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This cheese does not use rennet and is therefore suitable for vegetarians Made with unpasteurised milk

Sharpham Savour

from £8.73

I first encountered this cheese from Sharpham at their open day. It's a washed curd cheese (the method associated with Dutch cheeses), but most excitingly it mixes Sharpham's own Jersey cow's milk with goat's milk.

These mixed milk cheeses are rare. The late lamented Menallack dairy made several, all of which were good - as is this. In fact we think it's really special - see if you agree. And don't forget to try the version with added Caraway Seeds!

Unpasteurised, vegetarian.

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The setting is stunning. Picture a huge bend in the River Dart. Look upstream and you can see the Castle and Church of Totnes nestling in the hills. Just above you is the classical facade of Sharpham House, built in 1770, and all around are fields and vineyards. Because the unique Sharpham Partnership, run by Mark Sharman, makes not just cheese but its own highly-rated wine.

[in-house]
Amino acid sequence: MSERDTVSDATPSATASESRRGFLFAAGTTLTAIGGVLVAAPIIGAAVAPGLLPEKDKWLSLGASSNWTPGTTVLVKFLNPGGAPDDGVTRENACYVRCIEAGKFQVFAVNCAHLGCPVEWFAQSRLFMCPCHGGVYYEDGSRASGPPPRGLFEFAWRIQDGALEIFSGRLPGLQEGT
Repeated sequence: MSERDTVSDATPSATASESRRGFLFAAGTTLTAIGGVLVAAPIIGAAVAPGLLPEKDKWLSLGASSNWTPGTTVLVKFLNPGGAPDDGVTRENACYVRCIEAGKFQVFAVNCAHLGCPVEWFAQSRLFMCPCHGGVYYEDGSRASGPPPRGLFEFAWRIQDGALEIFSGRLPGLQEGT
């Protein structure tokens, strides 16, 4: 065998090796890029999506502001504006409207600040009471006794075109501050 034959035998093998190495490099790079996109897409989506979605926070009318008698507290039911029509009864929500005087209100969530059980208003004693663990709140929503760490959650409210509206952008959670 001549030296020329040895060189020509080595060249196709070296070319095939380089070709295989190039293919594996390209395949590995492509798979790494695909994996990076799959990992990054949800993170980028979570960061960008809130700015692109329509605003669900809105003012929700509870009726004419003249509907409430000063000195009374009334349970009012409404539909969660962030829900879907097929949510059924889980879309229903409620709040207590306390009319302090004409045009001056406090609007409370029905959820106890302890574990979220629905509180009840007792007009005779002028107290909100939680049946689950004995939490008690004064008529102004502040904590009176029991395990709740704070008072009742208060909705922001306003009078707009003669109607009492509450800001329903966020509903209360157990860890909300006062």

The background to Sharpham is interesting, with connections to the Elmhirst family and their visionary/philanthropic project at nearby Dartington Hall. But that's another story. Cheesemaking here started with a brie or coulommiers style cheese, naturally named 'Sharpham' - and this is still a mainstay of the dairy. Nowadays a number of dairies make this type of cheese, so it's a shock to realise that when Sharpham was first made - in the 1970s - it was really out there on its own.

Elmhirst (I always describe it as luxurious, a description no one's ever argued with!) was a natural development. It's soft with the same downy white rind, and based on their own rich Jersey milk, but has double cream added.

Added to that are two 'orphans', originally made by neighbouring maker Robin 'Beenleigh' Congdon, but passed onto Sharpham when he decided to focus purely on blue cheeses. Sharpham Rustic - available plain or with garlic and chives - is a special one for me as it's one of the cheeses that originally got me into this whole thing. Discussing it with Mark and chief cheesemaker Debbie Mumford (who started out with Robin), we agreed that it really is a very special thing. If a customer asked not for Rustic but 'something like it' I'd be at a loss! Finally there's the goat's milk Ticklemore, made much the same way as Rustic and with the same flying-saucer shape (which comes from the colanders they make it in).